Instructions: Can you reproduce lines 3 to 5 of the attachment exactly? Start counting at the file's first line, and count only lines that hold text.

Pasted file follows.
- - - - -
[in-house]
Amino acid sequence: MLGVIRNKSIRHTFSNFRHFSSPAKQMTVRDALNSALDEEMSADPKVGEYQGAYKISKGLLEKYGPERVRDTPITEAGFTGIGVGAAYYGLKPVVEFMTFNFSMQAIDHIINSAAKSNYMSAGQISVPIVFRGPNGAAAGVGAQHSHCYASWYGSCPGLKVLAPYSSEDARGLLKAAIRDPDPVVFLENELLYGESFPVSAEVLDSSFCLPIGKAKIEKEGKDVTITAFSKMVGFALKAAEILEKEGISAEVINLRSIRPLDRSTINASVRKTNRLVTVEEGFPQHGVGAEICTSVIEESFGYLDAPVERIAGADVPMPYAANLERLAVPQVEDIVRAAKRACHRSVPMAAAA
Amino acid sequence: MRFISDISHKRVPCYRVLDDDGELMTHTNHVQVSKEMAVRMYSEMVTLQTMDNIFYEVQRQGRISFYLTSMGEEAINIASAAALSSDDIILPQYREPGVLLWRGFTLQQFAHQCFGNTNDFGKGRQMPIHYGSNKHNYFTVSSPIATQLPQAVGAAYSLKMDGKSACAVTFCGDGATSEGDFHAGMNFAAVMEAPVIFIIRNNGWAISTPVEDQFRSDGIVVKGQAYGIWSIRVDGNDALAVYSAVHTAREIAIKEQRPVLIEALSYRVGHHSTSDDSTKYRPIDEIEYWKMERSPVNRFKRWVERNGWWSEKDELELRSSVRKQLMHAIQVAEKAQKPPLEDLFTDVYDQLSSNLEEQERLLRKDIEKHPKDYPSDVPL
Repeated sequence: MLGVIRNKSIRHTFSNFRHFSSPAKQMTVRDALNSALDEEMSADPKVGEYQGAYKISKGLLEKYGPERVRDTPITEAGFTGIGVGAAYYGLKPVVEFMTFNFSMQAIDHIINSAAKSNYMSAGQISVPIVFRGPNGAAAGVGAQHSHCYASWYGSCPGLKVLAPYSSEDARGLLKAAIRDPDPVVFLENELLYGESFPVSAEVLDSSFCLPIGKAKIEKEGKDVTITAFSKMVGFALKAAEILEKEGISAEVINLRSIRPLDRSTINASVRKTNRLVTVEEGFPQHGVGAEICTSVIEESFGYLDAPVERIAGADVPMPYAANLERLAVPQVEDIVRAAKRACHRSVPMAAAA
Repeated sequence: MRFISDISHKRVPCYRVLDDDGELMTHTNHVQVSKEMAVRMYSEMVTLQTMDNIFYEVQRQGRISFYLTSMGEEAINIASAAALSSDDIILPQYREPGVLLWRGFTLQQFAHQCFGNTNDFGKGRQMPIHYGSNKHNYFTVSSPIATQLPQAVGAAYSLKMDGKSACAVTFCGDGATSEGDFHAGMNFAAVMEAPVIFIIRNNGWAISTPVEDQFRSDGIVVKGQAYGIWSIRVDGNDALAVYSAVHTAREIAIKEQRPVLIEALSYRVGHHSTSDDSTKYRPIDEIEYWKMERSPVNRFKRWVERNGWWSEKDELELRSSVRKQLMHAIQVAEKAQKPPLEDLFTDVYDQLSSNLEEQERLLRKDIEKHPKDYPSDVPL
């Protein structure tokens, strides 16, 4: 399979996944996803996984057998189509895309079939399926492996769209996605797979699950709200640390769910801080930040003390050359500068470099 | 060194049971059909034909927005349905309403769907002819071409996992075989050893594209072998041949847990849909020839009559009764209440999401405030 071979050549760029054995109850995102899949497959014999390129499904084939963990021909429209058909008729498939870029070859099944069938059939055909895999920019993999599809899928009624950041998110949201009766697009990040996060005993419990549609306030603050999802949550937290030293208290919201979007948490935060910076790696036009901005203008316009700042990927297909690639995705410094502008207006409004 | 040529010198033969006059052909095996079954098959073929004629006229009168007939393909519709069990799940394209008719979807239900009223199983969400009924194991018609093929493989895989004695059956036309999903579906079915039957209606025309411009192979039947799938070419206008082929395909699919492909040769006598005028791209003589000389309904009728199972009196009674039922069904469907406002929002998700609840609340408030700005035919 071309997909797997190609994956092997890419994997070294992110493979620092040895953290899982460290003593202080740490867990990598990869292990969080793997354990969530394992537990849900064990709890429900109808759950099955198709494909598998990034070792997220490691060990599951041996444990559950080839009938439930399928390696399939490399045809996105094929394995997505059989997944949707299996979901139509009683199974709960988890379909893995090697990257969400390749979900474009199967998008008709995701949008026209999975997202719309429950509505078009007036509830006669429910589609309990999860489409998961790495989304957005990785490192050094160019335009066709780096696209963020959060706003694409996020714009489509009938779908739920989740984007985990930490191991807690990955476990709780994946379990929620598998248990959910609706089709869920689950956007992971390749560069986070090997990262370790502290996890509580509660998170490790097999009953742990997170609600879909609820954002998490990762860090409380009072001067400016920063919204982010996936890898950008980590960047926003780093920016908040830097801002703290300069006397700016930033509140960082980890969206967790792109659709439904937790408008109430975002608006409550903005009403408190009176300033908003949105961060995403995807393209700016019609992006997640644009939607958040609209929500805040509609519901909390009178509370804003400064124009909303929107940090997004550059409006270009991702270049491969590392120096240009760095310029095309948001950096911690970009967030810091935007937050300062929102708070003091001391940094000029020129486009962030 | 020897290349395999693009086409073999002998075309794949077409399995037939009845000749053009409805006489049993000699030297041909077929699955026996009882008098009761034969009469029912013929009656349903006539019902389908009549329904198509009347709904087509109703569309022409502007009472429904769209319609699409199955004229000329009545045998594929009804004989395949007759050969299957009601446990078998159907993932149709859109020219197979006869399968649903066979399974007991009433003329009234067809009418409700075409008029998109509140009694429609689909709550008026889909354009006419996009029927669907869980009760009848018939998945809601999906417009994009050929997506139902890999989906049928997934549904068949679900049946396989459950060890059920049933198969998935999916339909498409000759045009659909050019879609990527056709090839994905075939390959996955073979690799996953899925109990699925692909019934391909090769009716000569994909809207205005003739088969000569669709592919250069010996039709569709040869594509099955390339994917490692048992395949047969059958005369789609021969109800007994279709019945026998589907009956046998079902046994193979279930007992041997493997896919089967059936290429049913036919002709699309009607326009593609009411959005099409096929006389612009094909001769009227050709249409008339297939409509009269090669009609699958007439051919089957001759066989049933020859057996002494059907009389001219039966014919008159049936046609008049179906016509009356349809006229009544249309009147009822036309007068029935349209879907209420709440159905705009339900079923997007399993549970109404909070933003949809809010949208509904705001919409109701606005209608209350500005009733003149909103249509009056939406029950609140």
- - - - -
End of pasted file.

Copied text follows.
Amino acid sequence: MRFISDISHKRVPCYRVLDDDGELMTHTNHVQVSKEMAVRMYSEMVTLQTMDNIFYEVQRQGRISFYLTSMGEEAINIASAAALSSDDIILPQYREPGVLLWRGFTLQQFAHQCFGNTNDFGKGRQMPIHYGSNKHNYFTVSSPIATQLPQAVGAAYSLKMDGKSACAVTFCGDGATSEGDFHAGMNFAAVMEAPVIFIIRNNGWAISTPVEDQFRSDGIVVKGQAYGIWSIRVDGNDALAVYSAVHTAREIAIKEQRPVLIEALSYRVGHHSTSDDSTKYRPIDEIEYWKMERSPVNRFKRWVERNGWWSEKDELELRSSVRKQLMHAIQVAEKAQKPPLEDLFTDVYDQLSSNLEEQERLLRKDIEKHPKDYPSDVPL
Repeated sequence: MLGVIRNKSIRHTFSNFRHFSSPAKQMTVRDALNSALDEEMSADPKVGEYQGAYKISKGLLEKYGPERVRDTPITEAGFTGIGVGAAYYGLKPVVEFMTFNFSMQAIDHIINSAAKSNYMSAGQISVPIVFRGPNGAAAGVGAQHSHCYASWYGSCPGLKVLAPYSSEDARGLLKAAIRDPDPVVFLENELLYGESFPVSAEVLDSSFCLPIGKAKIEKEGKDVTITAFSKMVGFALKAAEILEKEGISAEVINLRSIRPLDRSTINASVRKTNRLVTVEEGFPQHGVGAEICTSVIEESFGYLDAPVERIAGADVPMPYAANLERLAVPQVEDIVRAAKRACHRSVPMAAAA
Repeated sequence: MRFISDISHKRVPCYRVLDDDGELMTHTNHVQVSKEMAVRMYSEMVTLQTMDNIFYEVQRQGRISFYLTSMGEEAINIASAAALSSDDIILPQYREPGVLLWRGFTLQQFAHQCFGNTNDFGKGRQMPIHYGSNKHNYFTVSSPIATQLPQAVGAAYSLKMDGKSACAVTFCGDGATSEGDFHAGMNFAAVMEAPVIFIIRNNGWAISTPVEDQFRSDGIVVKGQAYGIWSIRVDGNDALAVYSAVHTAREIAIKEQRPVLIEALSYRVGHHSTSDDSTKYRPIDEIEYWKMERSPVNRFKRWVERNGWWSEKDELELRSSVRKQLMHAIQVAEKAQKPPLEDLFTDVYDQLSSNLEEQERLLRKDIEKHPKDYPSDVPL